- Narayana N, Cox S, Shaltiel S, Taylor SS, Xuong N
- Crystal structure of a polyhistidine-tagged recombinant catalytic subunit of cAMP-dependent protein kinase complexed with the peptide inhibitor PKI(5-24) and adenosine.
- Biochemistry. 1997 Apr 15;36(15):4438-48.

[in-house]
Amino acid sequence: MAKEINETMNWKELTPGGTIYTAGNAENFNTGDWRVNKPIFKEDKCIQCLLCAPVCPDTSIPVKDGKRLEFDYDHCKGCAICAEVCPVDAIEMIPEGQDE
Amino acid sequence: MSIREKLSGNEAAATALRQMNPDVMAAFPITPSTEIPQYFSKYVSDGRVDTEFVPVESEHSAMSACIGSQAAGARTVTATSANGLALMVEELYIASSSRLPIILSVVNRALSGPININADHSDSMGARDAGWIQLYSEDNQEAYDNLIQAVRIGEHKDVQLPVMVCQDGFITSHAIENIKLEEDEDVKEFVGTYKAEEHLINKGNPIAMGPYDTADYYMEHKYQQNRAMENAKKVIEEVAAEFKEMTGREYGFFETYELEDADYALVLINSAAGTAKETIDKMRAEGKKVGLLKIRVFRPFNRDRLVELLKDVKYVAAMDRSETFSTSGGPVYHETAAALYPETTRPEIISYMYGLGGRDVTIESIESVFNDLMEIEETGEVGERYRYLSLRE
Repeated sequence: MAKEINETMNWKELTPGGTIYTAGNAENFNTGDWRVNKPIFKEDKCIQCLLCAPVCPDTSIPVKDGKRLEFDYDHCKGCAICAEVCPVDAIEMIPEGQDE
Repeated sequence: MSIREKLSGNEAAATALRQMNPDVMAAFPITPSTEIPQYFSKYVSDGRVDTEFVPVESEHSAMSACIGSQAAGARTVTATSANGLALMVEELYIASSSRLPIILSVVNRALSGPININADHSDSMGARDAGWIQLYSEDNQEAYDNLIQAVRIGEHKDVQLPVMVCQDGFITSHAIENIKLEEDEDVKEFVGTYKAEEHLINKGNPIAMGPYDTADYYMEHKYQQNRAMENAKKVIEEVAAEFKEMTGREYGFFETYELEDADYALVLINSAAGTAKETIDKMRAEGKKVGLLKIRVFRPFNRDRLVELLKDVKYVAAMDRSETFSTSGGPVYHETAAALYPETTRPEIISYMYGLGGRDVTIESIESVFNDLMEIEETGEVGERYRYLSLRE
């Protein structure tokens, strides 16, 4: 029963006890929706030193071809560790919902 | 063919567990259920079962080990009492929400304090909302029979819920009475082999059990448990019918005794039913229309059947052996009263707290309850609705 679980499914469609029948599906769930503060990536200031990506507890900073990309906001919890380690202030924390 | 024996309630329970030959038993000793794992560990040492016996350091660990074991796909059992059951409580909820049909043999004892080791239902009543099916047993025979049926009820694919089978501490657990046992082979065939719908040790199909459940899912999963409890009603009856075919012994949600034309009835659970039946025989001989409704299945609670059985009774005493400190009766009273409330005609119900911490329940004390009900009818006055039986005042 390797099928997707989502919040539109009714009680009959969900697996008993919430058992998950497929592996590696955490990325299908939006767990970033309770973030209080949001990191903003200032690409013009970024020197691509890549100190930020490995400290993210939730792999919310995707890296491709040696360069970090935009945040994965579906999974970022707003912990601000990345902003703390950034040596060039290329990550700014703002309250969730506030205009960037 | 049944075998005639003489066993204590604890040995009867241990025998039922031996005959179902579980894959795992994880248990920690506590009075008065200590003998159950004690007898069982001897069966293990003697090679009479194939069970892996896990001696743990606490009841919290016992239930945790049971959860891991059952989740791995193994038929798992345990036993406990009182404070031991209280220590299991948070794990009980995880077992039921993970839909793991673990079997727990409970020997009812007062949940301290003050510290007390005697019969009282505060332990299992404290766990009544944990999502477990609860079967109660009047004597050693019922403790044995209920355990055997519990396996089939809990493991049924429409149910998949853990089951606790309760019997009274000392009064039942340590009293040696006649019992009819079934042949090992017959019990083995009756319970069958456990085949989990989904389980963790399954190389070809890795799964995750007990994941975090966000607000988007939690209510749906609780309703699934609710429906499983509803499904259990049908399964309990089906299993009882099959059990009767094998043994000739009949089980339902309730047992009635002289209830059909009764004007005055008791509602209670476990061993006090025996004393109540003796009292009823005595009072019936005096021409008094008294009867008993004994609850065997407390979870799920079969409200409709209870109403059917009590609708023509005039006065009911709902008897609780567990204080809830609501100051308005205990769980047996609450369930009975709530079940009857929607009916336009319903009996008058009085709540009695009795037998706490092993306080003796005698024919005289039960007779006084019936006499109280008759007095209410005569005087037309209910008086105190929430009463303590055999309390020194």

- The crystal structure of the hexahistidine-tagged mouse recombinant catalytic subunit (H6-rC) of cAMP-dependent protein kinase (cAPK), complexed with a 20-residue peptide inhibitor from the heat-stable protein kinase inhibitor PKI(5-24) and adenosine, was determined at 2.2 A resolution. Novel crystallization conditions were required to grow the ternary complex crystals. The structure was refined to a final crystallographic R-factor of 18.2% with good stereochemical parameters. The "active" enzyme adopts a "closed" conformation as found in rC:PKI(5-24) [Knighton et al. (1991a,b) Science 253, 407-414, 414-420] and packs in a similar manner with the peptide providing a major contact surface. This structure clearly defines the subsites of the unique nucleotide binding site found in the protein kinase family. The adenosine occupies a mostly hydrophobic pocket at the base of the cleft between the two lobes and is completely buried. The missing triphosphate moiety of ATP is filled with a water molecule (Wtr 415) which replaces the gamma-phosphate of ATP. The glycine-rich loop between beta1 and beta2 helps to anchor the phosphates while the ribose ring is buried beneath beta-strand 2. Another ordered water molecule (Wtr 375) is pentacoordinated with polar atoms from adenosine, Leu 49 in beta-strand 1, Glu 127 in the linker strand between the two lobes, Tyr 330, and a third water molecule, Wtr 359. The conserved nucleotide fold can be defined as a lid comprised of beta-strand 1, the glycine-rich loop, and beta-strand 2. The adenine ring is buried beneath beta-strand 1 and the linker strand (120-127) that joins the small and large lobes. The C-terminal tail containing Tyr 330, a segment that lies outside the conserved core, covers this fold and anchors it in a closed conformation. The main-chain atoms of the flexible glycine-rich loop (residues 50-55) in the ATP binding domain have a mean B-factor of 41.4 A2. This loop is quite mobile, in striking contrast to the other conserved loops that converge at the active site cleft. The catalytic loop (residues 166-171) and the Mg2+ positioning loop (residues 184-186) are a stable part of the large lobe and have low B-factors in all structures solved to date. The stability of the glycine-rich loop is highly dependent on the ligands that occupy the active site cleft with maximum stability achieved in the ternary complex containing Mg x ATP and the peptide inhibitor. In this ternary complex the gamma-phosphate is secured between both lobes by hydrogen bonds to the backbone amide of Ser 53 in the glycine-rich loop and the amino group of Lys 168 in the catalytic loop. In the adenosine ternary complex the water molecule replacing the gamma-phosphate hydrogen bonds between Lys 168 and Asp 166 and makes no contact with the small lobe. This glycine-rich loop is thus the most mobile component of the active site cleft, with the tip of the loop being highly sensitive to what occupies the gamma-subsite.